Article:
The Peak District's Farmers' Markets feed money straight back into the local farms.: Local organic produce at a farmers' market, peak districtThe Peak District's Farmers' Markets feed money straight back into the local farms.: Local organic produce at a farmers' market, peak districtWith a farming history stretching back 6,000 years, and with nearly half the region given over to farming today, it shouldn't be a surprise to discover that there are literally hundreds of artisan food producers and outlets selling local specialities in the region. You, too, can do your bit in supporting the local farming communities by buying and eating local, and here's how.

To market: With over 2,000 farms within its borders, there is a thriving farmers' market scene in the Peak District. Produce normally comes from within a thirty-mile radius, helping to reduce food miles and keep the money within the local economy. If you enjoy good food, there’s nothing better than tucking into a juicy homemade beef burger amidst the hustle, bustle and delicious smells of a lively food market, so here is just a handful of the dozens of regional monthly markets to get you started:

Bakewell (last Sat of every month, except July and Dec; 01629 813777); Buxton (usually 1st Thurs; 01298 23114); Castleton (1st Sun, except Jan; 01298 813539), Hathersage (1st Sat, except Jan; 07931 960770), Matlock (3rd Sat; 01629 583042)

Select from a huge array of locally sourced goodiesSelect from a huge array of locally sourced goodiesFarm shops, butchers and bakeries: Small outlets selling local meats, cheeses, homemade breads, and a variety of local specialities are springing up all over the Peak District, giving visitors the opportunity to avoid supermarkets on holiday and contribute instead to the local economy. Try Castlegate Farm Shop (Stoney Middleton; 01433 630400) for the best beef, lamb, pies, pastries and sausages in the area; J W Mettrick & Son has traded in Glosop for over 100 years and only sources lamb from Peak District farms managed for conservation; E W Coates Butchers (Two Dales; 01629 733504) prides itself on only using animals reared on local farms which use responsible and sustainable farming procedures; Tindalls bakery and deli (Tideswell; 01298 871351) is a multiple award-winning traditional bakery, producing bread, cakes, original pork pies and home-cooked local meats.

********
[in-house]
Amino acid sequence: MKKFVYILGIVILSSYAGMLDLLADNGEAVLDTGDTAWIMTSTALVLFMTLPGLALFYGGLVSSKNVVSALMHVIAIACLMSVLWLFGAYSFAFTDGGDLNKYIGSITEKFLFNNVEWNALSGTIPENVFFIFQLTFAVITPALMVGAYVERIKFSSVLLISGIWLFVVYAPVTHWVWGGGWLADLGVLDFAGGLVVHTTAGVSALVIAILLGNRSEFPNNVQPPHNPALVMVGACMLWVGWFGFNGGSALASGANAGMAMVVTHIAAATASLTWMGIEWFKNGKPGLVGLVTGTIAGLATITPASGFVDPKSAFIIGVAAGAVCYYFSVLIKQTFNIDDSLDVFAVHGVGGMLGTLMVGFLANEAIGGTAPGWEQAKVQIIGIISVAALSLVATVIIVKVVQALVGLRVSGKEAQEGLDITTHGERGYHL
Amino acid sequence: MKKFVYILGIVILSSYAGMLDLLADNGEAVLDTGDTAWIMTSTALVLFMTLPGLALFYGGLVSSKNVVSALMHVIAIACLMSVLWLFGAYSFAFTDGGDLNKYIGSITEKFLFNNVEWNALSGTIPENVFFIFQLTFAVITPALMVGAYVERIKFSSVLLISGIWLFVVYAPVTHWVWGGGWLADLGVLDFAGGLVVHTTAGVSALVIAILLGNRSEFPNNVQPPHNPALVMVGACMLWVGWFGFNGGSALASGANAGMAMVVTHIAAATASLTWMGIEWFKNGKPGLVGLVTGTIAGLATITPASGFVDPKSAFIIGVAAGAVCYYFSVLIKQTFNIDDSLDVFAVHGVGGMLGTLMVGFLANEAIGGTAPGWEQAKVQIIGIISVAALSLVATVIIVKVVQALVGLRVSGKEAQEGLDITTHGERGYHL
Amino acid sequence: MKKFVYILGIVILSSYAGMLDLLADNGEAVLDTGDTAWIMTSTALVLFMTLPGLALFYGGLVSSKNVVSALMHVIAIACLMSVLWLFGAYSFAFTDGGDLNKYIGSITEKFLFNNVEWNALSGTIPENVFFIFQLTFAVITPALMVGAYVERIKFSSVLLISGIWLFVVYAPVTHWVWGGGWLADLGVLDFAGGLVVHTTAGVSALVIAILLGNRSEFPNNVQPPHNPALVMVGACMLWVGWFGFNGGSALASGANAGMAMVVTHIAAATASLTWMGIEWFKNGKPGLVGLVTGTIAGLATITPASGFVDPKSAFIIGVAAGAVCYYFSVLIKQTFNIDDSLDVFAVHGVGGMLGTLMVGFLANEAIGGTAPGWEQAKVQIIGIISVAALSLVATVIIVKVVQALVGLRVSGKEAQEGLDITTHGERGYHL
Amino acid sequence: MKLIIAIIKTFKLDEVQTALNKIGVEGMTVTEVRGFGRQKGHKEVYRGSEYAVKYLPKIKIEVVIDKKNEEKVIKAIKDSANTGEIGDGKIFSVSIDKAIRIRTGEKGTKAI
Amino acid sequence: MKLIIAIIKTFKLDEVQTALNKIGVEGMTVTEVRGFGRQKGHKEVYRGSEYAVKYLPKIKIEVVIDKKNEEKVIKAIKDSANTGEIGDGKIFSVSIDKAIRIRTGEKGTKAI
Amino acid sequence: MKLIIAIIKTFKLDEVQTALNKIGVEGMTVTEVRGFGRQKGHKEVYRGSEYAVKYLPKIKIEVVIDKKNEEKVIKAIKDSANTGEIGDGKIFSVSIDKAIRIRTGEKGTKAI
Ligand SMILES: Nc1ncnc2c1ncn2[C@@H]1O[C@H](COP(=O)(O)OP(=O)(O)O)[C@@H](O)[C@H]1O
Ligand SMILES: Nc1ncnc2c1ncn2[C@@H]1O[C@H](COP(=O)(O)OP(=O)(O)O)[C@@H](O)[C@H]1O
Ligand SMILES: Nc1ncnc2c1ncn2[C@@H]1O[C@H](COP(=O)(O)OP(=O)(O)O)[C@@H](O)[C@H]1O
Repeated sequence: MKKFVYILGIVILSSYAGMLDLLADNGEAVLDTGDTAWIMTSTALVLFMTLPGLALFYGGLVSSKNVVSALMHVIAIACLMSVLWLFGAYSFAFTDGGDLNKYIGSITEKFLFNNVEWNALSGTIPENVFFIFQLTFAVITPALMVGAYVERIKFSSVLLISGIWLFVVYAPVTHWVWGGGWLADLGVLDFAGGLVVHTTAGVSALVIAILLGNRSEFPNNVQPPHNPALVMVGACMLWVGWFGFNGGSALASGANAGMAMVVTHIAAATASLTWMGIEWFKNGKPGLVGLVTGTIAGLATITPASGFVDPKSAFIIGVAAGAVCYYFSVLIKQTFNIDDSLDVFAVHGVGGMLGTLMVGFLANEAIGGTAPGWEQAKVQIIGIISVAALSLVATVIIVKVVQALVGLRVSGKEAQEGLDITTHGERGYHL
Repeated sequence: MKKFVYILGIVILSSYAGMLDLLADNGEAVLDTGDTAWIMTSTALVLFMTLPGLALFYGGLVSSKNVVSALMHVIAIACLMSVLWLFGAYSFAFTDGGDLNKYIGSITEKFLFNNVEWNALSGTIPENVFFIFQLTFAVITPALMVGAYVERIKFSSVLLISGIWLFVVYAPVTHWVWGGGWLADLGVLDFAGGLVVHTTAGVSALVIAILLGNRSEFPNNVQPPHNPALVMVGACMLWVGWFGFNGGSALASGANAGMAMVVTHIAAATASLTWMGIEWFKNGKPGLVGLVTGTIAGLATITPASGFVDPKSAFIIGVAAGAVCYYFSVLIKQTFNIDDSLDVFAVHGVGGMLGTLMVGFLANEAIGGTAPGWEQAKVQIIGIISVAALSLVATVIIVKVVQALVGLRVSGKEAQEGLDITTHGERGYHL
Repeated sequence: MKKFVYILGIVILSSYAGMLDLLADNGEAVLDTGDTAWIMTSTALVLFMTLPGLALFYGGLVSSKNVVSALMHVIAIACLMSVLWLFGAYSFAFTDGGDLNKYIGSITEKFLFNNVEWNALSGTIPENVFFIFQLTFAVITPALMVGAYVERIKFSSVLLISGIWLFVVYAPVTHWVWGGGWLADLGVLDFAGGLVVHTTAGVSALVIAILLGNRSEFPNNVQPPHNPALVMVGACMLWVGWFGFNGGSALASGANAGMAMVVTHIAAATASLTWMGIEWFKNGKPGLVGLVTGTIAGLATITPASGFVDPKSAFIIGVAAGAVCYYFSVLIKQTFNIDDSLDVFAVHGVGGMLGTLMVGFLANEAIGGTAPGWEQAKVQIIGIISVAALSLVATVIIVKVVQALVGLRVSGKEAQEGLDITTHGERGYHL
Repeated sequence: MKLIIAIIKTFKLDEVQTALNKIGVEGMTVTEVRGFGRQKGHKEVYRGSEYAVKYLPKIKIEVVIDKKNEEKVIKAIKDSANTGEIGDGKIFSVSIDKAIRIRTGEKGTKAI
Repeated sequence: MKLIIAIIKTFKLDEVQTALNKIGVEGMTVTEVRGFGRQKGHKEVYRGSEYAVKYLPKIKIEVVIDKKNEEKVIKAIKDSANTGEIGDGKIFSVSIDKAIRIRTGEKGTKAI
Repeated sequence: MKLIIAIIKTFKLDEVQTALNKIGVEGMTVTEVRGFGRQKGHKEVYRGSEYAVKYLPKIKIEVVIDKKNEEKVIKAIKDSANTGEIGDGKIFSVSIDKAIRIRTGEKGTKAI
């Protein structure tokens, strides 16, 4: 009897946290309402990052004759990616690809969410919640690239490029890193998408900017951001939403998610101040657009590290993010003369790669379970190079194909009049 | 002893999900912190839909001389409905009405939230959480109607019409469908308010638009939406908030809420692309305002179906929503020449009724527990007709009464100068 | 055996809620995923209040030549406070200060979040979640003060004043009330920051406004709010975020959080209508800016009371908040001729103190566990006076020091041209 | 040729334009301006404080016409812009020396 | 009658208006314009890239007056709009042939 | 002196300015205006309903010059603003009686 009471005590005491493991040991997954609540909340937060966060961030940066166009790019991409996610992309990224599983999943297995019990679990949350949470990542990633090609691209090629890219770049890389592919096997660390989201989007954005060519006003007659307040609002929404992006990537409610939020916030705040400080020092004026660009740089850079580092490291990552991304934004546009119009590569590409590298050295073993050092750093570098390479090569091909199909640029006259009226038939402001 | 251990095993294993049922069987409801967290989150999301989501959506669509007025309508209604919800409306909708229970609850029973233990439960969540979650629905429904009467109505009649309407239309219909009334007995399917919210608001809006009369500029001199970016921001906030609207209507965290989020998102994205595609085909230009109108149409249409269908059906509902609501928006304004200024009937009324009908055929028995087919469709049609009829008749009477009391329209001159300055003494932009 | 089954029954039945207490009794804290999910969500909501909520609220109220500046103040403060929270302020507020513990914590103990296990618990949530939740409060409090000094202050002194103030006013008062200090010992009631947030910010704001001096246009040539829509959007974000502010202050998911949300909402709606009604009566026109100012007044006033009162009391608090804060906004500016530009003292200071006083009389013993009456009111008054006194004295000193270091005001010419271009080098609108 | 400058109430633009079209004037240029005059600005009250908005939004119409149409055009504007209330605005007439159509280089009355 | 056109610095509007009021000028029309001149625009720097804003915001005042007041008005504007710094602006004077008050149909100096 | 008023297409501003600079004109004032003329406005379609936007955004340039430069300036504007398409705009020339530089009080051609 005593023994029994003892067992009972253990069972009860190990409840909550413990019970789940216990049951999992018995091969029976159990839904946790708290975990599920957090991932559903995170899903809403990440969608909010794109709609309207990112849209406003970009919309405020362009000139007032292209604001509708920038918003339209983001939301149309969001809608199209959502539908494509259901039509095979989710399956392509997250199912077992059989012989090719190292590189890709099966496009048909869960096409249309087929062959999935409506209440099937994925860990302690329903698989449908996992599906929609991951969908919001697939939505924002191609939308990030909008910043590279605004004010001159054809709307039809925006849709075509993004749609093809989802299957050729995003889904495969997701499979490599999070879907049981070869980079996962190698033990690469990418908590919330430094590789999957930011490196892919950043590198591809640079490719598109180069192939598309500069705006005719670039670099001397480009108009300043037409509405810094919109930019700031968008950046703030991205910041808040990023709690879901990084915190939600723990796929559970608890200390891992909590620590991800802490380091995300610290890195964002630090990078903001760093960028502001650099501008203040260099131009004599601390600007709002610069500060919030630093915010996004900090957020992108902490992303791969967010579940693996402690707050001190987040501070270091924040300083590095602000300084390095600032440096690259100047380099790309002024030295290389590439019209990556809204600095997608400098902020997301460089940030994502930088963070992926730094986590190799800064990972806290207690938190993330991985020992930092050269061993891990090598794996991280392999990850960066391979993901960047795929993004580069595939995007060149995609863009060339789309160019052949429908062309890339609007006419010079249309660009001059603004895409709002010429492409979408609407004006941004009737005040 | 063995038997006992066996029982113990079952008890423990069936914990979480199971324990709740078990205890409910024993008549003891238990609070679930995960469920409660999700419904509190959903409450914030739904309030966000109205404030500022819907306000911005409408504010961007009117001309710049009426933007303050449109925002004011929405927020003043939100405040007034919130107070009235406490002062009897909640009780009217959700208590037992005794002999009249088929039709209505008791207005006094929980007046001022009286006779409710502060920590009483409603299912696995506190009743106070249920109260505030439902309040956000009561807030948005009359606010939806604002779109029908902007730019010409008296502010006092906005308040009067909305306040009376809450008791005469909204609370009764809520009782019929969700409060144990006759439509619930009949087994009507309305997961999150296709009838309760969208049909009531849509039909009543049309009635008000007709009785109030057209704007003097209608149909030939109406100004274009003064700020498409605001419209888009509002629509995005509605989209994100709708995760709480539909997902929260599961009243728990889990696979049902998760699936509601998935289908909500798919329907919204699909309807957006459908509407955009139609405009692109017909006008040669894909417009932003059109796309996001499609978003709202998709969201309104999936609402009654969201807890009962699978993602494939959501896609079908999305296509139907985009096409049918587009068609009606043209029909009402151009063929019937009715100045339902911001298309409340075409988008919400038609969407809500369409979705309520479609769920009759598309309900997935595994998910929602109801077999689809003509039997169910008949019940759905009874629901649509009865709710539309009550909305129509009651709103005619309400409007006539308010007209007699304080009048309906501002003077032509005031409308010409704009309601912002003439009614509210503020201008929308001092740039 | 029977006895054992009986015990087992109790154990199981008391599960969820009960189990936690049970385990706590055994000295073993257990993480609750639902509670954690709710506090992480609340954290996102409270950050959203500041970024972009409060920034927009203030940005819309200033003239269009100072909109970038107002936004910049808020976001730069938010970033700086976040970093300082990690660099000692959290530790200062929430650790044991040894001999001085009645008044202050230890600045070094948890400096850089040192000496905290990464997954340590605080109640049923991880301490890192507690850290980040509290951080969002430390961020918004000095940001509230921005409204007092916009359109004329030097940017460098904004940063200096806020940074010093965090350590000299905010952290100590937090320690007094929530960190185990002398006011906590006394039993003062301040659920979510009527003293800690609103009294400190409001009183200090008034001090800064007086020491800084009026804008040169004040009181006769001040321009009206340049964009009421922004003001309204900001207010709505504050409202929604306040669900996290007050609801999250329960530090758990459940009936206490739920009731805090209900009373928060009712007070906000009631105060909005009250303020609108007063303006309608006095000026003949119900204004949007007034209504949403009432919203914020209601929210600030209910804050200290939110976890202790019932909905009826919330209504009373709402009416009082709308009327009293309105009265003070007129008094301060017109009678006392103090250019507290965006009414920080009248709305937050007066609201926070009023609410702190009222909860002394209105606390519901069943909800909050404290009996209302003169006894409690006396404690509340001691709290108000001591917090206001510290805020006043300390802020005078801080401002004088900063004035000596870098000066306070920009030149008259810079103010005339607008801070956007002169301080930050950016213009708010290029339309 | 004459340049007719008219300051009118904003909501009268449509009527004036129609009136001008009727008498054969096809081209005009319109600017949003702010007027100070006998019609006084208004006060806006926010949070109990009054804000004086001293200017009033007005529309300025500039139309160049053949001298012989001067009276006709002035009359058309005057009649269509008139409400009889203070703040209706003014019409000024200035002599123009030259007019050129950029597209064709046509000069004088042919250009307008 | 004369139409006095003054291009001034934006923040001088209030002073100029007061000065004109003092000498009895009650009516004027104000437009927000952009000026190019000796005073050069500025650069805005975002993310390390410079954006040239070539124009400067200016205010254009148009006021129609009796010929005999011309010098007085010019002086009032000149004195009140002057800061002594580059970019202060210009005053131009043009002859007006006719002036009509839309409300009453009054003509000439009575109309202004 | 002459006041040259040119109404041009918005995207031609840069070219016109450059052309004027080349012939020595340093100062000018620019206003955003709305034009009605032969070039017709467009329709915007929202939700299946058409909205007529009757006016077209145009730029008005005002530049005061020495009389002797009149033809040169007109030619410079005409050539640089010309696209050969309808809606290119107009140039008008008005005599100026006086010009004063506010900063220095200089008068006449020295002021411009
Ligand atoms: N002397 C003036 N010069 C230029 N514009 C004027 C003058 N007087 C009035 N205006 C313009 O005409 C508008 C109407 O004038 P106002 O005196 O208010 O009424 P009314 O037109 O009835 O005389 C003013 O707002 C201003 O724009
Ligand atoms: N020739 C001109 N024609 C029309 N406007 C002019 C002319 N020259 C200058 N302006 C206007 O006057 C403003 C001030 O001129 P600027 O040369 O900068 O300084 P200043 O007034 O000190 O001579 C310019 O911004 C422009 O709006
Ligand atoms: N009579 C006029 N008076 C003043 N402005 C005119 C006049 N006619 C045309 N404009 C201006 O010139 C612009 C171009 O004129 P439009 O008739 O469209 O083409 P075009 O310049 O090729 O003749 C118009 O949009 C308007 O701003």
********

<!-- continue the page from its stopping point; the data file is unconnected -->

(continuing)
Down on the farm: Don your wellies and head to the farm to buy local produce. Farm-gate sales means food miles are practically non-existent and, with no middleman to deal with, money from sales goes straight back into the farms. At Big Fernyford Farm, sheep and cattle are reared using traditional husbandry methods on land managed in an environmentally sensitive way, and Church Farm in Alsop breeds the rare Gloucestershire Cattle.

Ice cream parlours: And with all those thousands of cows grazing the dales and moorlands, ice cream parlours are popping up on farms, allowing visitors to enjoy a scoop or two of the cold stuff in a beautiful natural setting. Tucked into stunning Derbyshire countryside, Matlock Meadows has been in the family since the 1930's, but their ice cream, inspired by trips to Italy, is an exciting new venture. And if ice cream isn't your thing, don't worry - there's a coffee shop selling treats of a warmer variety, and there are plans afoot for a new viewing gallery from where you can watch the first stage of ice cream production happen - the milking of the cows! Hope Valley is a haven for lovers of wildlife and ice cream alike. Here, conservation is key; as a result the hedgrows, streams, trees and meadows are teeming with wildlife and wildflowers. Their delicious homemade ice cream has some unsual flavours (try orange marmelade crunch) amongst some old favourites, like rum and raisin and raspberry sorbet.